Causes of TMJ Disorder in Horses
I can trace my own TMJ problems back to grade school, when my dentist put me in a special retainer to correct my overbite. Then I believe the problem was worsened when I wore braces for nearly five years. Apparently, aggressive dental work with horses can be a trigger for TMJ dysfunction as well.
In another excellent article, Dr. Heather Mack, a holistic veterinarian and advocate of TMJ Awareness Dentistry said, “I feel equine dentistry has advanced too far toward the comfort of the dentist and less toward the comfort and safety of the horse. The overuse of power dental instruments is the primary reason I see and treat so many TMD horses.”
Personally, I would be very cautious of who you use to float your horse’s teeth. I will not allow power tools to be used on Lee Lee again. (Natural Balance dentists, like Spencer Laflure only use hand tools and make the comfort of the horse a priority.)
Aside from dentistry, other possible causes of TMJ disorder in horses include:
- eating out of raised hay racks;
- use of bits and/or restrictive nosebands;
- improper saddle fit;
- ‘hard’ hands of rider;
- improper gaits caused by faulty hoof care or conformational defects;
- emotional stress;
- injury sustained while ‘pulling back’; and/or
- lack of pasture grazing.
Treating TMJ Disorder in Horses
So what can be done to address TMJ disorders in horses? After you’ve examined and hopefully eliminated factors that may be contributing to the problem such as bits, dental issues, hoof trimming, feeding practices, etc., body work and/or holistic treatments may be your best bet (aside from joint injections, which makes me cringe to think about. . .)
There are many different types of body work that can be used to relax the muscles, ligaments, and tendons in the jaw and TMJ area. Massage, acupressure, acupuncture, myofascial release, and cranio-sacral work are a few.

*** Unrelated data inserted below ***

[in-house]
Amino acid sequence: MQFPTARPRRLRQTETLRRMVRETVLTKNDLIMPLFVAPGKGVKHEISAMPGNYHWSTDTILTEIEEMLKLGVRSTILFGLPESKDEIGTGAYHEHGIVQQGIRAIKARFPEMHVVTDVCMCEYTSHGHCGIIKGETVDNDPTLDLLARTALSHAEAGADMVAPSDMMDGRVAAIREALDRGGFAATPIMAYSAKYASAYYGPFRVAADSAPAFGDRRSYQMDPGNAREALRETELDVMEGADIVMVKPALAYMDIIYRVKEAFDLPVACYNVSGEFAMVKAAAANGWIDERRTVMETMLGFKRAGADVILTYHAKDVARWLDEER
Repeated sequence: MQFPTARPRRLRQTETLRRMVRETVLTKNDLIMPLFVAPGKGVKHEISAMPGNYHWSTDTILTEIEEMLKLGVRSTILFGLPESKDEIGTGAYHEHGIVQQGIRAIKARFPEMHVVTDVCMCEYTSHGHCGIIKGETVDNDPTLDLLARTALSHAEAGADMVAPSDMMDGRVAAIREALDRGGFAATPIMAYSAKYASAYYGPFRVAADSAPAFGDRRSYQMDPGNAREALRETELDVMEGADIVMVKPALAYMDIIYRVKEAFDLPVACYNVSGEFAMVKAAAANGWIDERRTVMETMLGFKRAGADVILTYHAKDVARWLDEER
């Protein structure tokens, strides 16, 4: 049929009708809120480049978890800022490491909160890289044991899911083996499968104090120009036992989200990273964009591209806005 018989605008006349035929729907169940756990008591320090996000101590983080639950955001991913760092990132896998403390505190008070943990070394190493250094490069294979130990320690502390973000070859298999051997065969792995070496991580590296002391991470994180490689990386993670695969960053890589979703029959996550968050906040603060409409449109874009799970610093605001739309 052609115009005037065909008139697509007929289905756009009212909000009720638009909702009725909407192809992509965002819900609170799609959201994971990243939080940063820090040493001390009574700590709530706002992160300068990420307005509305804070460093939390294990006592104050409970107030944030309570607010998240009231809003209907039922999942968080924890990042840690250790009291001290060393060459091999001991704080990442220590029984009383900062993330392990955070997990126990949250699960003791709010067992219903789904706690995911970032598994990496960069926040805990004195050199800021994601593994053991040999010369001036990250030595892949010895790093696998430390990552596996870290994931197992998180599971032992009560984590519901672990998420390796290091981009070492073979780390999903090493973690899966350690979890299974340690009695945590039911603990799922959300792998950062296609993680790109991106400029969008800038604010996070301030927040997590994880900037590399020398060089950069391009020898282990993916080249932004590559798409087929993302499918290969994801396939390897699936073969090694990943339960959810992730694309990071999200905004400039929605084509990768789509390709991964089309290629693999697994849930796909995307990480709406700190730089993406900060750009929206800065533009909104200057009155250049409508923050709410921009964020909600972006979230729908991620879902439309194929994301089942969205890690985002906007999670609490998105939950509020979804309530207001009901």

For the last several weeks, I’ve been using acupressure, red light therapy, and massage with Lee Lee. Here are a few of the acupressure points that can benefit TMJ disorder in horses. Lee Lee’s jaw is so sensitive that sometimes, I can only use my red light (holding it about an inch away from her face). I am noticing some small improvements though.
Stomach 1: (bilateral) located just beneath the center of the eye. Aids in relieving jaw pressure.
Bladder 10: (bilateral) located just behind the atlas and in front of the first cervical vertebrae on the upper neck. Relieves neck pain.
Gallbladder 21: (bilateral) located just above the last cervical vertebrae and in front of the scapula. Softens tense muscles.
Lung 7: (bilateral) located just in front of (toward the horse’s head) the large vein that runs down the inner leg, even with the bottom of the horse’s chestnut. Master point for the head and neck.
Large Intestine 4: (bilateral) located just below the inner carpal bones, at the head of the inner splint bone. Master point for the face and mouth.
Also, if the actual TMJ joint is known to be involved, joint supplements may be beneficial. Otherwise natural anti-inflammatory supplements such as Devil’s Claw can likely help (temporarily). See these posts for more information on those:
The final point I’d like to make is this: when your horse is behaving in an unnatural manner, don’t always assume he’s just being difficult. A head shy horse or one who is fussy with the bit likely has valid reason to be acting the way he does. This is something that took me a while to realize, but now, I always search for a physical or psychological cause for these behaviors in my horses.
Sources and Further Reading